In earlier blog posts, I discussed the CalGang Database, a database collected and used by law enforcement throughout California. I discussed how this database is kept in secret and many who are included in the database are unaware of their inclusion and worse yet, many who are listed in the database are listed in error.
In a victory for the civil liberties and social justice organizations that pushed for it, a new law was just signed by the governor, to go into effect on January 1, 2018, that is designed to end the secrecy of this database and give those on the database an opportunity to contest inclusion of their name on the database. This is an important piece of legislation because inclusion on this database can have serious consequences and affects the due process rights of those who have been placed on a gang database.
As I previously discussed in earlier blog posts, a person might be put in a gang database for simply being in detained by the police in a certain neighborhood or even put on the database in error. For those later arrested for a crime, being in the database will, in many cases, result in the prosecution alleging gang enhancements, which necessarily carry greater punishments than the underlying crime itself. For undocumented immigrants, being included on a gang database can be cause for their deportation without hearing, even if they are mis-classified on the database.
The new law requires that local law enforcement agencies provide written notice to a person included on any gang database including CalGang, or to that person’s parent or guardian if the person is a minor. The only exception to this requirement is if the notification would compromise an active criminal investigation or if it would endanger the health or safety of the minor. (Let’s hope law enforcement doesn’t find creative ways to implement this exception.) The notification must also describe the process by which the affected person, or his or her attorney, may contest the inclusion on the gang database.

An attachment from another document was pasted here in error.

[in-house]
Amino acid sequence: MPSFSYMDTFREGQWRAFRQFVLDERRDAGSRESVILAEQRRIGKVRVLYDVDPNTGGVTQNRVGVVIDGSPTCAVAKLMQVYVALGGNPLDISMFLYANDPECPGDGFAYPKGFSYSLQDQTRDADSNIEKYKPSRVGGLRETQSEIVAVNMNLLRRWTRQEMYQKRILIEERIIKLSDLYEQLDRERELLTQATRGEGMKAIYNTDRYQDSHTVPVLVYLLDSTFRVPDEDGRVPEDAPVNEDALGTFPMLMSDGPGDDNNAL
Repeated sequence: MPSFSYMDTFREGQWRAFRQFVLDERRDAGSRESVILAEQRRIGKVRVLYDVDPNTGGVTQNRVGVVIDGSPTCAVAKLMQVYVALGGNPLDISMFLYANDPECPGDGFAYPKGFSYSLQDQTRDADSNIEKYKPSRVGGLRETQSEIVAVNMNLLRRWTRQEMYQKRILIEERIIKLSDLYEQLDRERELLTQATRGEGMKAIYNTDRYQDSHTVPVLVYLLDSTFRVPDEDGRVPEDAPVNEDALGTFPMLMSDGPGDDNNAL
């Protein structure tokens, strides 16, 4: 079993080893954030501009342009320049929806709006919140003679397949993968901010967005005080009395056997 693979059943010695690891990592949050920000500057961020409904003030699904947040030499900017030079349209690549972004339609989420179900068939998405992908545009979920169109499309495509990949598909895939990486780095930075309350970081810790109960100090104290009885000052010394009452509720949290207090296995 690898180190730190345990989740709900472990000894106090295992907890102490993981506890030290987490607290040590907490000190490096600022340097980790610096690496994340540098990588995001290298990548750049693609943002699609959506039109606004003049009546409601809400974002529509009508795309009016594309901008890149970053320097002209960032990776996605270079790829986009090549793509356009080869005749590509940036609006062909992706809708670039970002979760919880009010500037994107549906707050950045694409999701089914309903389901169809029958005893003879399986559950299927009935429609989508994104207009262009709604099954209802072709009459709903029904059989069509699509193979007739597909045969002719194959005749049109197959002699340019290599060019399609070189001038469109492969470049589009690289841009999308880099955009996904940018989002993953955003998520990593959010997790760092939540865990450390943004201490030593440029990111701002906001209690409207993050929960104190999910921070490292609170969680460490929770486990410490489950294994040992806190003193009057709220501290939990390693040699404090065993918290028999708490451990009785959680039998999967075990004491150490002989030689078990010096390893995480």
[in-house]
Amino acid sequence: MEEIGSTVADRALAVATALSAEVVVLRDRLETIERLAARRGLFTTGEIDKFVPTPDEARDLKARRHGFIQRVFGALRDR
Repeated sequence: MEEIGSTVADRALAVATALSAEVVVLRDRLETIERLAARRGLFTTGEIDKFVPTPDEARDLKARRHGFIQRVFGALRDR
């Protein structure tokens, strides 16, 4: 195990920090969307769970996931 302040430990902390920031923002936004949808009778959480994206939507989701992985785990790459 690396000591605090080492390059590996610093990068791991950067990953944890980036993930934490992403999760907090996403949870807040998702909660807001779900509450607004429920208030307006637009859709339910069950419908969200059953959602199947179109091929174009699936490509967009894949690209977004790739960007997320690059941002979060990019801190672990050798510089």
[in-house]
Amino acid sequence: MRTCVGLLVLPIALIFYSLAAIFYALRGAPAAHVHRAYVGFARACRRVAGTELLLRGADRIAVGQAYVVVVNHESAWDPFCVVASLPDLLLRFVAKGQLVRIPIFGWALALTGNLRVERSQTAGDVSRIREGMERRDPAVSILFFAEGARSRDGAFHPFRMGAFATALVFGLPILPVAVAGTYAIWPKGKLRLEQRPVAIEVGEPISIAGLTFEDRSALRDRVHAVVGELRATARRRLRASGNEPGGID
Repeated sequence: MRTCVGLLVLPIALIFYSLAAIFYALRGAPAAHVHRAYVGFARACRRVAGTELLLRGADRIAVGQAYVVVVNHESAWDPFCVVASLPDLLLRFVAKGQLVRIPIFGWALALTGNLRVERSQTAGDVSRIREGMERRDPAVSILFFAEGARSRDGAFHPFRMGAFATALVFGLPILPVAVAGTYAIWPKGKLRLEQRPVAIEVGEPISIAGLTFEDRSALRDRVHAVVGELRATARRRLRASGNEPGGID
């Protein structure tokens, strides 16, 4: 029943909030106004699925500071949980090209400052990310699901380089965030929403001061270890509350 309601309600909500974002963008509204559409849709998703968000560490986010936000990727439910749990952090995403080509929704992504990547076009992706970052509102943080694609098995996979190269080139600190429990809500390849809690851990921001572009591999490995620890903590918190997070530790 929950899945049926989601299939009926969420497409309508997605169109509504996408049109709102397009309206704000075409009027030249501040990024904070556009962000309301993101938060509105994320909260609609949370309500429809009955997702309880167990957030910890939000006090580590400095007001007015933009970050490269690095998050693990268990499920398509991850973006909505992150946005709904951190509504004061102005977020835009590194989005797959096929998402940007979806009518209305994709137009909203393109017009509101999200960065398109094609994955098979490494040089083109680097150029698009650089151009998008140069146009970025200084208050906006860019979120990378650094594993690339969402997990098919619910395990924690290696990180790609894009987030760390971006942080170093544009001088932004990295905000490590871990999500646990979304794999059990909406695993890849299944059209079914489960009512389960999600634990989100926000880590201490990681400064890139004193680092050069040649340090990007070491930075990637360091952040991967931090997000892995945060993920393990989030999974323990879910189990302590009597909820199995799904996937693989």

The upshot here is that after decades of pinning individuals as gang members, associates, or affiliates on secret databases, law enforcement can no longer operate in this manner. Now anyone who is so named must be informed and, perhaps more importantly, can legally contest his or her inclusion on the database for removal. Furthermore, if that challenge is denied, the new law provides for a judicial review of the denial.
It is still a ways off before this law takes effect but it should have an immediate effect on law enforcement. Knowing that they cannot continue adding names to gang databases in secrecy, law enforcement will likely take more precautions before adding a name to a gang database. It can also be expected that law enforcement will do some of their own house-cleaning to purge errors on the databases before the law takes effect.
William Weinberg is an experienced criminal defense attorney. Gang-enhanced charges require the attention of an experienced criminal defense attorney. If you have any questions regarding your gang-enhanced charges or any criminal defense matter, please feel free to contact Mr. Weinberg to set up a confidential consultation without charge at firstname.lastname@example.org or (949) 474-8008